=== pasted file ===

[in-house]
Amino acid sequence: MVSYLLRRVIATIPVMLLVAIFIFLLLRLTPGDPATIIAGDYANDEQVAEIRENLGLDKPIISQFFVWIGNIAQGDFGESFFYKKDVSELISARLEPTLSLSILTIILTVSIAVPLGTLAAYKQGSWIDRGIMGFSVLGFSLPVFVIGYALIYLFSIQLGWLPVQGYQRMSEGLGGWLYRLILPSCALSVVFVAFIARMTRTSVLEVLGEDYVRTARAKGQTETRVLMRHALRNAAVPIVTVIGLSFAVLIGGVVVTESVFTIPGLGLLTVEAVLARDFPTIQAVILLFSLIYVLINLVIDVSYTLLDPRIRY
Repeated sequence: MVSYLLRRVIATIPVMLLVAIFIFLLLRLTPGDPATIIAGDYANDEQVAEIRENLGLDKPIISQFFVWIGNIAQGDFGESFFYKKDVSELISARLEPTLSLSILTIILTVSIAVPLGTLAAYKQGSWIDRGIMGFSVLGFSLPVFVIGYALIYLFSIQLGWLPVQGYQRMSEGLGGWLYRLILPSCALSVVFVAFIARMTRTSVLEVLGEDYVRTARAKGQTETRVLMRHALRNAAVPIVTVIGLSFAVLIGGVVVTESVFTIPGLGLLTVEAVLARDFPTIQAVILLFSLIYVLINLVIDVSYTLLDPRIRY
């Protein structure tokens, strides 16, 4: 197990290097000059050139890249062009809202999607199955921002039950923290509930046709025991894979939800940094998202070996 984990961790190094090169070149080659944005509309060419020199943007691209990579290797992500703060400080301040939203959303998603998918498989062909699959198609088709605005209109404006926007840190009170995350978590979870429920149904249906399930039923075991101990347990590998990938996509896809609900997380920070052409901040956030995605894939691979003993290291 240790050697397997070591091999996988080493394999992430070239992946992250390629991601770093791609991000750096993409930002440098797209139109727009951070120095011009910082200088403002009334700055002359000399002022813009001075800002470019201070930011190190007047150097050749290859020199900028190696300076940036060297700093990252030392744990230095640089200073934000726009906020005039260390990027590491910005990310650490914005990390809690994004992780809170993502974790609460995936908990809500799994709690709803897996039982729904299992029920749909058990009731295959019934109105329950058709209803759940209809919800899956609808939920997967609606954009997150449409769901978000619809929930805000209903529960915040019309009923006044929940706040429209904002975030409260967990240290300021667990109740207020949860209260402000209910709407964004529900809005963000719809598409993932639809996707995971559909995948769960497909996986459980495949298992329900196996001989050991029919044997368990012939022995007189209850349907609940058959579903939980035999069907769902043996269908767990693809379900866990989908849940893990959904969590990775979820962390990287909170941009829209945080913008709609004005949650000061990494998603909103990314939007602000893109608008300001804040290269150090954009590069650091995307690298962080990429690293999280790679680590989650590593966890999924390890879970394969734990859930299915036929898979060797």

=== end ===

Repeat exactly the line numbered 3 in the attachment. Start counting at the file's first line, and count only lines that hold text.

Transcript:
Repeated sequence: MVSYLLRRVIATIPVMLLVAIFIFLLLRLTPGDPATIIAGDYANDEQVAEIRENLGLDKPIISQFFVWIGNIAQGDFGESFFYKKDVSELISARLEPTLSLSILTIILTVSIAVPLGTLAAYKQGSWIDRGIMGFSVLGFSLPVFVIGYALIYLFSIQLGWLPVQGYQRMSEGLGGWLYRLILPSCALSVVFVAFIARMTRTSVLEVLGEDYVRTARAKGQTETRVLMRHALRNAAVPIVTVIGLSFAVLIGGVVVTESVFTIPGLGLLTVEAVLARDFPTIQAVILLFSLIYVLINLVIDVSYTLLDPRIRY